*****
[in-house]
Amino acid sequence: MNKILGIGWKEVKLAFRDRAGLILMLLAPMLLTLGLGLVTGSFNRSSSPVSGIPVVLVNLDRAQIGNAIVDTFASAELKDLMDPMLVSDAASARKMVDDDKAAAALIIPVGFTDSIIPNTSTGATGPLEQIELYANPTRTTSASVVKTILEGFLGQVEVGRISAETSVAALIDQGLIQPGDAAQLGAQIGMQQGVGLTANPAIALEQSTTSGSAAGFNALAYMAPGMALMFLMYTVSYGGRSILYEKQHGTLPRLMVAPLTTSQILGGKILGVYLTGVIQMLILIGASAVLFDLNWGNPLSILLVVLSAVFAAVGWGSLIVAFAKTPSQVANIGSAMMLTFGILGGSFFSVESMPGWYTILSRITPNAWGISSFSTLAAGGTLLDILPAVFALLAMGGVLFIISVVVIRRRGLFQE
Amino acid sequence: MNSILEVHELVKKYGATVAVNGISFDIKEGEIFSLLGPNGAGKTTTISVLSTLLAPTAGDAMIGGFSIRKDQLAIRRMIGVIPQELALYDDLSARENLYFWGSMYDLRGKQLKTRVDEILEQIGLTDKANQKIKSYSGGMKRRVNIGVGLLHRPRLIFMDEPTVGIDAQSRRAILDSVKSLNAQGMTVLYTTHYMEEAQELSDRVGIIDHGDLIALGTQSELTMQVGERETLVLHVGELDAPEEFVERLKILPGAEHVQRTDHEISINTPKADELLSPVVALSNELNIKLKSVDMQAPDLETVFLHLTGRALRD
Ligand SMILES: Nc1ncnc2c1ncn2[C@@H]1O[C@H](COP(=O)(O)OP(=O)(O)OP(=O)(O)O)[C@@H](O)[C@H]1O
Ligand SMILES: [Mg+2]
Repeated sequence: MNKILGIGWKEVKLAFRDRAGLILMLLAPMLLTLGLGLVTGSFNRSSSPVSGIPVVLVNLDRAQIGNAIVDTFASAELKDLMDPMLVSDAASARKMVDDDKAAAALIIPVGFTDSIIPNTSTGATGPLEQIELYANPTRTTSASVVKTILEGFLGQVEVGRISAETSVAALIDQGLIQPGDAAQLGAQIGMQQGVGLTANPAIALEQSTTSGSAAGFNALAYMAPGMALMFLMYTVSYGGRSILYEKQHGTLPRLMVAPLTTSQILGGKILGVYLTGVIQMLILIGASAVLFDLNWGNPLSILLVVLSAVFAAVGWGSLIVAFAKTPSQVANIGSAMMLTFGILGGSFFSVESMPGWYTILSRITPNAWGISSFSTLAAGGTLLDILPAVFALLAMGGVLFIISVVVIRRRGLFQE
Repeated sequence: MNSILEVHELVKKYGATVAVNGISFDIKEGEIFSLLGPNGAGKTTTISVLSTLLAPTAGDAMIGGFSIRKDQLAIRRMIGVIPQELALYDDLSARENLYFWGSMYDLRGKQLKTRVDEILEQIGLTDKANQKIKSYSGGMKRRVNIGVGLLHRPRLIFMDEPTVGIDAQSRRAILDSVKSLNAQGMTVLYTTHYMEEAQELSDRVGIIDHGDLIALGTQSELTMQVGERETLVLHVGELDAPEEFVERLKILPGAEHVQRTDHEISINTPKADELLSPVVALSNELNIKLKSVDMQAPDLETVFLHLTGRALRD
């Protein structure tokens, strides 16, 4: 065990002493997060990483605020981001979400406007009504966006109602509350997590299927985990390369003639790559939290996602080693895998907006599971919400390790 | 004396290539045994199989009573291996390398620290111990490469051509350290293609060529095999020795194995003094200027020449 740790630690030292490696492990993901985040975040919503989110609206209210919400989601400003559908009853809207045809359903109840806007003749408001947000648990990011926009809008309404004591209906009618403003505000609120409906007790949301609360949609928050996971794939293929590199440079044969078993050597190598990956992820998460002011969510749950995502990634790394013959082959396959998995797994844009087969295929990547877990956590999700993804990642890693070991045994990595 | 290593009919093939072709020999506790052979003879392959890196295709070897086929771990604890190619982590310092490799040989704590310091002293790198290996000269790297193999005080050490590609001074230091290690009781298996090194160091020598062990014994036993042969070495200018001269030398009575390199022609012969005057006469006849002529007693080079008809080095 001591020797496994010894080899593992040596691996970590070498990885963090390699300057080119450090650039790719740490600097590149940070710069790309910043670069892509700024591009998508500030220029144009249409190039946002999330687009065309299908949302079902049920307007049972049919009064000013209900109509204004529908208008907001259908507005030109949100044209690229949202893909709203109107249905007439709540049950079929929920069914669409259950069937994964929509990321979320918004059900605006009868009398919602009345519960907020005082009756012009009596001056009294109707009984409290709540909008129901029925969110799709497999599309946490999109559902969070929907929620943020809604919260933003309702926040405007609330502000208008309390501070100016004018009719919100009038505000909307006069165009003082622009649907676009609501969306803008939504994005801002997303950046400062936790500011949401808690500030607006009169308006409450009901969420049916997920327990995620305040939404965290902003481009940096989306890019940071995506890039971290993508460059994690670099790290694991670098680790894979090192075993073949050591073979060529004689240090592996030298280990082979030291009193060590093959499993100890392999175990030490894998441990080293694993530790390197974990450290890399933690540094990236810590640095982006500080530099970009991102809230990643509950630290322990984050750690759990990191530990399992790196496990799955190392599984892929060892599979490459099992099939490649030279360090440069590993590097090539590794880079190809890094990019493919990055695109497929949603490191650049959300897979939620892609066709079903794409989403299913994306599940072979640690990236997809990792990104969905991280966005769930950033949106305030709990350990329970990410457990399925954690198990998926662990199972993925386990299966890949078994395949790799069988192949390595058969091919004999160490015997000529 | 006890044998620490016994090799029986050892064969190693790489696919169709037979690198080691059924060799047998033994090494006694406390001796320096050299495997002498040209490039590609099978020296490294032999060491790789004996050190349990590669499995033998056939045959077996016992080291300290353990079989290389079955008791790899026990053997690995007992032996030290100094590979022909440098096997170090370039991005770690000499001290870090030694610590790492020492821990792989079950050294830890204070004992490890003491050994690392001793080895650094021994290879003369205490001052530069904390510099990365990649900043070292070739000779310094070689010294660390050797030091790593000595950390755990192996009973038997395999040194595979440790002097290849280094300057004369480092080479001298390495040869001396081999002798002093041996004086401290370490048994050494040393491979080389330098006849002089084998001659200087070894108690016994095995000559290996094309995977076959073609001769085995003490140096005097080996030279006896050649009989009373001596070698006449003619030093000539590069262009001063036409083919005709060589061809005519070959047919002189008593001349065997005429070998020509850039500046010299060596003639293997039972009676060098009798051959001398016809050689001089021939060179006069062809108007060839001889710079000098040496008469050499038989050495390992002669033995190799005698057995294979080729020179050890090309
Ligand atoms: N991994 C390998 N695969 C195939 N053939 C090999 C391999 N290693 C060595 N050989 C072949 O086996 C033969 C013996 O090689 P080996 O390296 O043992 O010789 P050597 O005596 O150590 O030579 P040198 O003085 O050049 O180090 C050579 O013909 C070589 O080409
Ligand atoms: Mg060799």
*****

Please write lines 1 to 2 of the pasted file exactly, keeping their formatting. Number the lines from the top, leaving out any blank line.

[in-house]
Amino acid sequence: MNKILGIGWKEVKLAFRDRAGLILMLLAPMLLTLGLGLVTGSFNRSSSPVSGIPVVLVNLDRAQIGNAIVDTFASAELKDLMDPMLVSDAASARKMVDDDKAAAALIIPVGFTDSIIPNTSTGATGPLEQIELYANPTRTTSASVVKTILEGFLGQVEVGRISAETSVAALIDQGLIQPGDAAQLGAQIGMQQGVGLTANPAIALEQSTTSGSAAGFNALAYMAPGMALMFLMYTVSYGGRSILYEKQHGTLPRLMVAPLTTSQILGGKILGVYLTGVIQMLILIGASAVLFDLNWGNPLSILLVVLSAVFAAVGWGSLIVAFAKTPSQVANIGSAMMLTFGILGGSFFSVESMPGWYTILSRITPNAWGISSFSTLAAGGTLLDILPAVFALLAMGGVLFIISVVVIRRRGLFQE